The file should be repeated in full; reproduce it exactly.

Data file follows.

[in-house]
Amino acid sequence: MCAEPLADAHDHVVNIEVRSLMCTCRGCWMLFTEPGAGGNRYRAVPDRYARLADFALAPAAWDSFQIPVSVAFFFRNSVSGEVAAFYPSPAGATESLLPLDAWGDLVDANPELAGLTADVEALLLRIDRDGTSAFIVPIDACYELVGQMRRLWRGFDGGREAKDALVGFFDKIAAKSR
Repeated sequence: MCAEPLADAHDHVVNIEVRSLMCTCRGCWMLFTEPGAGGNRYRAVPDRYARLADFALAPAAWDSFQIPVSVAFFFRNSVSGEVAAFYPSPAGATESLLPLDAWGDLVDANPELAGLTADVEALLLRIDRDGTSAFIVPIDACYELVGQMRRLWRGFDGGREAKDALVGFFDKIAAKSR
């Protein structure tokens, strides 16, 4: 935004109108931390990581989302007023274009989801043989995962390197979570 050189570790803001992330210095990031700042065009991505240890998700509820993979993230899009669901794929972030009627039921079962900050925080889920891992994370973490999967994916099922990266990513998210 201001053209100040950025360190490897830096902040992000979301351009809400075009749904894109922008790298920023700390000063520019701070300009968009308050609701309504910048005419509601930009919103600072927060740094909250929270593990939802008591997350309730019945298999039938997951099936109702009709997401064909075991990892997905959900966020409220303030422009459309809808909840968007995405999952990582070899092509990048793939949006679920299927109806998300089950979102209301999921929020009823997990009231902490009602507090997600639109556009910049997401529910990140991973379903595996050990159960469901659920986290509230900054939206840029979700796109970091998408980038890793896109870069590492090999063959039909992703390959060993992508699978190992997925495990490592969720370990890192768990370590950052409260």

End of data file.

[in-house]
Amino acid sequence: MCAEPLADAHDHVVNIEVRSLMCTCRGCWMLFTEPGAGGNRYRAVPDRYARLADFALAPAAWDSFQIPVSVAFFFRNSVSGEVAAFYPSPAGATESLLPLDAWGDLVDANPELAGLTADVEALLLRIDRDGTSAFIVPIDACYELVGQMRRLWRGFDGGREAKDALVGFFDKIAAKSR
Repeated sequence: MCAEPLADAHDHVVNIEVRSLMCTCRGCWMLFTEPGAGGNRYRAVPDRYARLADFALAPAAWDSFQIPVSVAFFFRNSVSGEVAAFYPSPAGATESLLPLDAWGDLVDANPELAGLTADVEALLLRIDRDGTSAFIVPIDACYELVGQMRRLWRGFDGGREAKDALVGFFDKIAAKSR
């Protein structure tokens, strides 16, 4: 935004109108931390990581989302007023274009989801043989995962390197979570 050189570790803001992330210095990031700042065009991505240890998700509820993979993230899009669901794929972030009627039921079962900050925080889920891992994370973490999967994916099922990266990513998210 201001053209100040950025360190490897830096902040992000979301351009809400075009749904894109922008790298920023700390000063520019701070300009968009308050609701309504910048005419509601930009919103600072927060740094909250929270593990939802008591997350309730019945298999039938997951099936109702009709997401064909075991990892997905959900966020409220303030422009459309809808909840968007995405999952990582070899092509990048793939949006679920299927109806998300089950979102209301999921929020009823997990009231902490009602507090997600639109556009910049997401529910990140991973379903595996050990159960469901659920986290509230900054939206840029979700796109970091998408980038890793896109870069590492090999063959039909992703390959060993992508699978190992997925495990490592969720370990890192768990370590950052409260």